It was never certain whether the long-oppressed Shiites would have enough sense of nation and sense of compromise to govern rather than rule. The answer is now clear: United in a dominating coalition, they do not.

Fortunately, however, the ruling Shiites do not have much internal cohesion. Just last month, two of the major Shiite religious parties that underpin the Maliki government engaged in savage combat against each other in Amara.

There is a glimmer of hope in this breakdown of the Shiite front. The unitary Shiite government having been proved such a failure, we should be encouraging the full breakup of the Shiite front in pursuit of a new coalition based on cross-sectarian alliances: the more moderate Shiite elements (secular and religious but excluding the poisonous Sadr), the Kurds, and those Sunnis who recognize their minority status but are willing to accept an important, generously offered place at the table.

Such a coalition was almost created after the latest Iraqi elections. It needs to be attempted again. One can tinker with American tactics or troop levels from today until doomsday. But unless the Iraqis can put together a government of unitary purpose and resolute action, the simple objective of this war — to leave behind a self-sustaining democratic government — is not attainable.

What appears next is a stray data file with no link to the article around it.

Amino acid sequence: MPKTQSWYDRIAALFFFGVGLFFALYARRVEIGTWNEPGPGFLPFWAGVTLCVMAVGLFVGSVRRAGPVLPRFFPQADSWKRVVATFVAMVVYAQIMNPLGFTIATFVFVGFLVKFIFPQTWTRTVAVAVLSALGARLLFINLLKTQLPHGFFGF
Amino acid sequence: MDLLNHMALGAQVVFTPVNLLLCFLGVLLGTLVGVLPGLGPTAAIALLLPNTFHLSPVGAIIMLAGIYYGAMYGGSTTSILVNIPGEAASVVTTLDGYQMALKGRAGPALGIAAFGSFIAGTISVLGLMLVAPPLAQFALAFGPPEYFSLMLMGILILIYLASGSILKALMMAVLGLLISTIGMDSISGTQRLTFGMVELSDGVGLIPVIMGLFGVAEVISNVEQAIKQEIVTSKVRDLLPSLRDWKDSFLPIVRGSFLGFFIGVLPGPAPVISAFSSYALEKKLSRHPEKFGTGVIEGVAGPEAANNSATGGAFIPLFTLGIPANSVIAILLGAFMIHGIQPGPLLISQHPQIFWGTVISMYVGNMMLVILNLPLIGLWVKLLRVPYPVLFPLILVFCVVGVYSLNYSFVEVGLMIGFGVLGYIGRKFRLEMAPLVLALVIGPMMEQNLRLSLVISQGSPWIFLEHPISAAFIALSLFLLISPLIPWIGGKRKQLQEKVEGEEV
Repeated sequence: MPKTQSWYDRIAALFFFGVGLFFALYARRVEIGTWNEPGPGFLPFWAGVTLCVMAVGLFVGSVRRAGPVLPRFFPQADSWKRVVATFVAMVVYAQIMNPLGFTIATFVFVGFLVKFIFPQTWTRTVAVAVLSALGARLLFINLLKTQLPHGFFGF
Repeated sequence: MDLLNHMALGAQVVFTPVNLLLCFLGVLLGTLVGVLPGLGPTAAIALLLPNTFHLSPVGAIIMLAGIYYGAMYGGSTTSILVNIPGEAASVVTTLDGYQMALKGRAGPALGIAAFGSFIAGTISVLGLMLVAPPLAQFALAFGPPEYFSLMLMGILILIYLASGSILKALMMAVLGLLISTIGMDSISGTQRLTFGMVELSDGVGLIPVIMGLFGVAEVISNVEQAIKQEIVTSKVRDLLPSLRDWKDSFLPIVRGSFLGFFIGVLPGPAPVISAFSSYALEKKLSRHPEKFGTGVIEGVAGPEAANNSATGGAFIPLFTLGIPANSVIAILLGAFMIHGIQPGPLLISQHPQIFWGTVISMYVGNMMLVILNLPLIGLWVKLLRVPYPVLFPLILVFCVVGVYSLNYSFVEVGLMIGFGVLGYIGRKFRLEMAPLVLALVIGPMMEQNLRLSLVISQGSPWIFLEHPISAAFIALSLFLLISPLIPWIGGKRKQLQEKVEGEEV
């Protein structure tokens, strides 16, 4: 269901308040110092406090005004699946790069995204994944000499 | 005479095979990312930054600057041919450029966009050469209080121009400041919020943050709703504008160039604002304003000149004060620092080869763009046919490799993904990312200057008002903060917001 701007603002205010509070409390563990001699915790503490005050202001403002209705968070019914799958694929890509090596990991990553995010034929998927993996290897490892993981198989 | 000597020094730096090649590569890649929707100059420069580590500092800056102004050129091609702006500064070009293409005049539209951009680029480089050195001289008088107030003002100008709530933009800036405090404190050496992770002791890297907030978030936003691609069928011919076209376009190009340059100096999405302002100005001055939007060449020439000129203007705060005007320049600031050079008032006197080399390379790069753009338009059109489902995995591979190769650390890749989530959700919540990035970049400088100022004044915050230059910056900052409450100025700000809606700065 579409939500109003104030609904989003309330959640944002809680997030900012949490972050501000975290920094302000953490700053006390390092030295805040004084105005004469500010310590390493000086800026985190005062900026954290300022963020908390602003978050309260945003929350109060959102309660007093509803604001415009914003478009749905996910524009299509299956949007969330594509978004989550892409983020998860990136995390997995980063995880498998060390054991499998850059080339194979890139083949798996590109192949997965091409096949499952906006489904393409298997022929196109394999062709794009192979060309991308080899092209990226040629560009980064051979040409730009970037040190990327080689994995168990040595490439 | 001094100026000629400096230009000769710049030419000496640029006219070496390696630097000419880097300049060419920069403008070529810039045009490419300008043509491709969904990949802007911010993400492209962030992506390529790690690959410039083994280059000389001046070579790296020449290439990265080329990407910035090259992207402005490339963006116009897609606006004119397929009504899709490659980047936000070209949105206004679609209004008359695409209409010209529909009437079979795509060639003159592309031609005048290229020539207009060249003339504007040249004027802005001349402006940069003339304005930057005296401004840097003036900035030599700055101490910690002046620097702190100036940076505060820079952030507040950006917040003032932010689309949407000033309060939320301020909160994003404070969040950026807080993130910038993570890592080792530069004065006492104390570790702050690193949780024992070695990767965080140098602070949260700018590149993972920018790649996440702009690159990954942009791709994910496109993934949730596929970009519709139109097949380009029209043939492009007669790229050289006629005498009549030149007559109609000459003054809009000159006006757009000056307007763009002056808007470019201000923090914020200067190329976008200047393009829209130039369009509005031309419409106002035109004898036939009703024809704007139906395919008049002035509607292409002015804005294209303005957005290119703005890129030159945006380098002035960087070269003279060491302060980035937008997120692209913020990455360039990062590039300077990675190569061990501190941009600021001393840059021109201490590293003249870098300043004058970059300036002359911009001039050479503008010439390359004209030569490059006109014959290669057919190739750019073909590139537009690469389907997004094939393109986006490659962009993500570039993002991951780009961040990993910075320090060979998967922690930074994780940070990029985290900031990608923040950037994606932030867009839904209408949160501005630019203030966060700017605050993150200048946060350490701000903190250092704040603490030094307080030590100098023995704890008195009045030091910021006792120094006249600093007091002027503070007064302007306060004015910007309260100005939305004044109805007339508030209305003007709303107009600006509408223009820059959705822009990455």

There seems to me to be an opportunity here for the United States to use the fact of divided government to put pressure on the Iraqi government and, as Krauthammer suggests, to even encourage a coalition of Sunni, Kurds and the less sectarian Shiites to check Maliki and his tolerance of the likes of Sadr. To wax optimistic - to bring about a government that can better govern for all Iraqis. Recently a similar coalition voted for a federalized Iraq which means less national unity and more regional autonomy. While I think that eventually a moderately federalized Iraq is a realistic way to deal with the ancient sectarian differences in Iraq, any government that can govern across sectarian divisions – even in a limited way – is better than one that can not. Practically I think that a reduced role for the central government may make it easier for a more limited, but more effective, national government to emerge. I’d love to see some of our Democratic senators travelling to Iraq to encourage just this sort of thing – the democratic process - among the Iraqi politicians. Playing a bit of good cop bad cop. And letting them know that we are not going to hang around for thirty years while the Iraqis work it out. With both parties in power in the US we may actually have more potential influence over a failing Iraqi government than with one party rule. Until now, if Bush and his Republican controlled Congress pressured the Iraqi government they left themselves open to the accusation that Maliki was just a puppet. Now, if a Democratic senator lets Maliki know what he can expect under a Democratic administration then the effectiveness of the pressure on the Iraqi government increases significantly. In America a decisive struggle for power between the left and the center of the Democratic party has been brought forward in time by the party’s success in the elections. In Iraq the democratic process needs to be accelerated too.